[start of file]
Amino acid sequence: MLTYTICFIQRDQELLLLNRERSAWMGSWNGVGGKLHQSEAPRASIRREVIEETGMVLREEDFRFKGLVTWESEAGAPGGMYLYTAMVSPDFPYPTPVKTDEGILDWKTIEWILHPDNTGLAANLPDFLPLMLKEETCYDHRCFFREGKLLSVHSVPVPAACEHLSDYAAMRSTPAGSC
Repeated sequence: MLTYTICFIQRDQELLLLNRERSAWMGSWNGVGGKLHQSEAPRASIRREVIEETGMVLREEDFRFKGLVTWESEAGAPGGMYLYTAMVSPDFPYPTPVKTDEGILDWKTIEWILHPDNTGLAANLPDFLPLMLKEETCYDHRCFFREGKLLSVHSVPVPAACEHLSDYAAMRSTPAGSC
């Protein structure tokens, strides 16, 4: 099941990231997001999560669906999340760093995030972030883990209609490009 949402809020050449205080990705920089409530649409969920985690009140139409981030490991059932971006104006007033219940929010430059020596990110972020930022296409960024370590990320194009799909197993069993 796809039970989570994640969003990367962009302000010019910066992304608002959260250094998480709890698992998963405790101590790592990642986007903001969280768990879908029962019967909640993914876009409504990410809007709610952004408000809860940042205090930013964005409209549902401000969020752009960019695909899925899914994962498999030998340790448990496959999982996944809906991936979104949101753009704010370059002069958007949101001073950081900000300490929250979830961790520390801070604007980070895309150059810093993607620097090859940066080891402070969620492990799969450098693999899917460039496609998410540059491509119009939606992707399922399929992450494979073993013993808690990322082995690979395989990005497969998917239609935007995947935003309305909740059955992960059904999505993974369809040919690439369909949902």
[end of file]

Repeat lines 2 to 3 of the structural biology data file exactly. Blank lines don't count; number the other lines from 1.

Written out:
Repeated sequence: MLTYTICFIQRDQELLLLNRERSAWMGSWNGVGGKLHQSEAPRASIRREVIEETGMVLREEDFRFKGLVTWESEAGAPGGMYLYTAMVSPDFPYPTPVKTDEGILDWKTIEWILHPDNTGLAANLPDFLPLMLKEETCYDHRCFFREGKLLSVHSVPVPAACEHLSDYAAMRSTPAGSC
């Protein structure tokens, strides 16, 4: 099941990231997001999560669906999340760093995030972030883990209609490009 949402809020050449205080990705920089409530649409969920985690009140139409981030490991059932971006104006007033219940929010430059020596990110972020930022296409960024370590990320194009799909197993069993 796809039970989570994640969003990367962009302000010019910066992304608002959260250094998480709890698992998963405790101590790592990642986007903001969280768990879908029962019967909640993914876009409504990410809007709610952004408000809860940042205090930013964005409209549902401000969020752009960019695909899925899914994962498999030998340790448990496959999982996944809906991936979104949101753009704010370059002069958007949101001073950081900000300490929250979830961790520390801070604007980070895309150059810093993607620097090859940066080891402070969620492990799969450098693999899917460039496609998410540059491509119009939606992707399922399929992450494979073993013993808690990322082995690979395989990005497969998917239609935007995947935003309305909740059955992960059904999505993974369809040919690439369909949902």